As my grandmother, Renee, and I head towards the entrance of Mamaroneck High School, her eyes catch a glimpse of the Kemper Memorial. Without hesitation she changes direction and stops right in front of the monument’s center. I watch her as the muscles of her face tighten and a tear glides down her cheek. Her connection to the names inscribed in the stone feels magnetic, and so strong that I can sense the pull. I notice her lips mouthing the names of each individual, as she honors those who passed in World War II. After vigilantly reciting the veterans’ names, she cranes her neck to face me. Without uttering a word, she transfers the stories of her past. They’re written in the creases of her forehead, each wrinkle representing another emotion that shook her world during the war.
I was transported to the village of Grenade, France, where I could see her young and vulnerable at the age of seven, standing in the middle of the street with Yvonne, her older sister. Yvonne restrained her while she yelped and cried, as her parents were loaded into a truck to be deported. No one knew exactly where her parents, who were Jewish, would end up; all they could do was hope.
Hidden in a Catholic convent for young girls, Renee and Yvonne were protected from the Nazis. Their parents were both sent to concentration camps and forced to endure the atrocities that haunt our world today. Thankfully my grandmother was never physically hurt during the Holocaust, but her mental health has been greatly affected by the numerous traumatic experiences.
A moment later, I am again staring into my grandmother’s pained eyes as they remain fixed on the memorial. While the lines in her face dismay me, I know there is a sense of hope as her eyes brighten and her lips ripen into a smile. As I turn to the Kemper Memorial, I don’t just see an array of names anymore. An overwhelming desire to honor these veterans comes over me, for their bravery, strength, and the pain they endured. Within the crevasses of this stone, many memories and stories are protected.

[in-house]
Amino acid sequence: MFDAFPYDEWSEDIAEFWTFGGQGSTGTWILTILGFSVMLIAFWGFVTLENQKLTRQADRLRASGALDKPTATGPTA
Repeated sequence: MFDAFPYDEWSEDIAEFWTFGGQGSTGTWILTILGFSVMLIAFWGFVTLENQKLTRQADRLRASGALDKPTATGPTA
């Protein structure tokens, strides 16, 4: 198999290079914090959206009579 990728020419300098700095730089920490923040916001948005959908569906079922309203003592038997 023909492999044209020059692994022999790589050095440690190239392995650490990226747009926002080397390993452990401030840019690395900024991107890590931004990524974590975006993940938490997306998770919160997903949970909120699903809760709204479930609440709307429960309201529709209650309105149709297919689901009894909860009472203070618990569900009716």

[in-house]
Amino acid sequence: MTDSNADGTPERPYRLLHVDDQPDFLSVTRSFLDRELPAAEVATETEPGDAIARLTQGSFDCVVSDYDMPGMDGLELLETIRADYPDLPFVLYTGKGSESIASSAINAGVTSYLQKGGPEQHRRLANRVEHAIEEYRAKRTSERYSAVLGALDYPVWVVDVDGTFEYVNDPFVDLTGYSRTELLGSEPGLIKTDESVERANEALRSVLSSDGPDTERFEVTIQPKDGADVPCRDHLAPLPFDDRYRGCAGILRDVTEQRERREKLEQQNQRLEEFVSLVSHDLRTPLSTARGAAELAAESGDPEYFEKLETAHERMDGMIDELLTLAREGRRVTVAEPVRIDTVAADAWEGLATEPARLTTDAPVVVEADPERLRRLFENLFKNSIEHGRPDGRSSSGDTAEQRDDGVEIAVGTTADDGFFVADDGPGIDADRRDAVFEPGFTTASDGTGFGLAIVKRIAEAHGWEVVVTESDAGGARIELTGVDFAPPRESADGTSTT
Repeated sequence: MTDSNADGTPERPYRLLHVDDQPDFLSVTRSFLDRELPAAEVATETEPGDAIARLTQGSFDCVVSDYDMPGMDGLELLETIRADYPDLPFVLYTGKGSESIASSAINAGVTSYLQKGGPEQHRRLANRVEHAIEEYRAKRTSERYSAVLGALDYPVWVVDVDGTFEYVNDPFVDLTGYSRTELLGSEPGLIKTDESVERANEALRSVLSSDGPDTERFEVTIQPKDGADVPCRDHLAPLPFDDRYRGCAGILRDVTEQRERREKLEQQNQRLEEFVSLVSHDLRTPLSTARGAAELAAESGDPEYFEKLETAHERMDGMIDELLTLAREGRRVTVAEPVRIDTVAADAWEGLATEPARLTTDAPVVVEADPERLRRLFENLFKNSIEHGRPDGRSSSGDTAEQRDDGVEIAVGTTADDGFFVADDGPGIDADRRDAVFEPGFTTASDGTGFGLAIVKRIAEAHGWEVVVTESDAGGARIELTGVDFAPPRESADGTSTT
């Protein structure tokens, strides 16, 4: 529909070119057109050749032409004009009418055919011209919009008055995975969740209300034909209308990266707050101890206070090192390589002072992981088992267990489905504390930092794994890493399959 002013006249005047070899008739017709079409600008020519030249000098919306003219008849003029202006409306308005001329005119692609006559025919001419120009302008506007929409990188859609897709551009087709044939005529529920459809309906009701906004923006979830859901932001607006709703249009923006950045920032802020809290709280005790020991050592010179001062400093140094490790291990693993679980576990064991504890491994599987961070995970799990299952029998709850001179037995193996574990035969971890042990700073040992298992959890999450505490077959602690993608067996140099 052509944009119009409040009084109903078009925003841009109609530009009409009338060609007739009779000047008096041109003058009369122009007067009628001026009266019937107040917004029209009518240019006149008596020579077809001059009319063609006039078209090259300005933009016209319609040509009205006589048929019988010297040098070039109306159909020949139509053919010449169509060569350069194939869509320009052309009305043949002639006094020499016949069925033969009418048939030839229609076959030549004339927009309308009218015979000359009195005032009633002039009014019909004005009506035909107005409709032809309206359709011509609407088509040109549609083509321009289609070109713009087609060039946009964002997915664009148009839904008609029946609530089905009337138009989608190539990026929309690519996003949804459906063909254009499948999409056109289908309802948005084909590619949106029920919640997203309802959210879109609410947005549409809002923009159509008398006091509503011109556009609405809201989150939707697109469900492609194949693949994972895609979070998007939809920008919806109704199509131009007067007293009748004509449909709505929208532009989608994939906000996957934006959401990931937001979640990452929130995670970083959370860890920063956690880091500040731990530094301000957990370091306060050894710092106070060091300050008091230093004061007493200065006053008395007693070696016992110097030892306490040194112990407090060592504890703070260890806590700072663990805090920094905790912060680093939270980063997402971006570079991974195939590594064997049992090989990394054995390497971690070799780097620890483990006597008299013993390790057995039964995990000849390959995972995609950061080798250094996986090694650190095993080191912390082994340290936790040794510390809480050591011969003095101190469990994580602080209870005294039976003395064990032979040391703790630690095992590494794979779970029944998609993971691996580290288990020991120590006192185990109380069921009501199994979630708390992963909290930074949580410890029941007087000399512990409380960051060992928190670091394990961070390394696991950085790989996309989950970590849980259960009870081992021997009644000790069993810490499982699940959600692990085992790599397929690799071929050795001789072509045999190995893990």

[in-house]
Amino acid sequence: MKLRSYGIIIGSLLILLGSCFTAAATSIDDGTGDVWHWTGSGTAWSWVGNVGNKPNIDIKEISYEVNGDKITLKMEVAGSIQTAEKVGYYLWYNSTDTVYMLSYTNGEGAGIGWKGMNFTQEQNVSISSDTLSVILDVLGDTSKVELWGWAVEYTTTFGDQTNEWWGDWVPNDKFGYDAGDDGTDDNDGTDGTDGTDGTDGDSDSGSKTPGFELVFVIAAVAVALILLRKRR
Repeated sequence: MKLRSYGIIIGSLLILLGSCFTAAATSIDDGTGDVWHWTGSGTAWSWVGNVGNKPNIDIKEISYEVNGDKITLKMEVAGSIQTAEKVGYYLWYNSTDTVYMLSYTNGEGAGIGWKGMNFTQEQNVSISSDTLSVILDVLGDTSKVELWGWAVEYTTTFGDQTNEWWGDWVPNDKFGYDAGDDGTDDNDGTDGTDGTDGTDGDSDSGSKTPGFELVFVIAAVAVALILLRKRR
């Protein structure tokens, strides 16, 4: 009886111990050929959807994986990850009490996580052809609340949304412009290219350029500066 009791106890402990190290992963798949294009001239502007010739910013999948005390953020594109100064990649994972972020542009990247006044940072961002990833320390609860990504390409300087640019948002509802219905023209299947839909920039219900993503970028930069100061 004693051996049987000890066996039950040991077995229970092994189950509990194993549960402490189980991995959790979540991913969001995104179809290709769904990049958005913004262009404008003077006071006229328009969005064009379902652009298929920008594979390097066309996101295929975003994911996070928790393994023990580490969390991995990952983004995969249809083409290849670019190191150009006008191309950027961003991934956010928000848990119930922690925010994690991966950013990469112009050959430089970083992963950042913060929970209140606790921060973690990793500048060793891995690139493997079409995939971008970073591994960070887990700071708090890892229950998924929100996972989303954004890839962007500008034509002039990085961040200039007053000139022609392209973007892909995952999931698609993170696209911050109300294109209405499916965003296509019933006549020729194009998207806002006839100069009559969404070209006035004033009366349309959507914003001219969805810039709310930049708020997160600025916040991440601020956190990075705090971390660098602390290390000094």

Even though I’m able to see the memorial from her perspective, it is important that I interpret it in my own way. We live everyday because these veterans fought for us. It is crucial that our generation honor them and the comrades who carry on their legacy today.
I believe one of the most important ways that people today can honor our country’s veterans is by sharing their stories and educating students about what they fought for. It is the choice of the veterans’ families to tell the stories, but it is our responsibility to listen. Renee and Yvonne have spent many years recording and expressing their past memories. I’ve heard them present their stories to their family, schools, or even the person sitting next to them on the bus. People are more emotionally affected when they hear the personal accounts of hardships faced by veterans or survivors. By knowing specifics stories, the sacrifices of many others come alive with greater reality.
In school, when students learn about wars, they hear about major battles and peace agreements, but in order to remember those brave men and women who sacrificed their lives, kids must be taught personal stories of veterans. Telling a specific veteran’s story can create a more intimate connection, making students aware of what they fought for.
Each of the heroes inscribed in the Kemper Memorial has a story to be heard. My grandmother, mother, and I would not be here today if it weren’t for these and so many other brave American soldiers. Grandma Renee claims to be forever grateful because of the sacrifices made to save innocent people like herself. The soldiers who fought for the lives of others deserve to be remembered. With the patience of our generation and the cooperation of those who hold their stories, our veterans’ legacies can live on.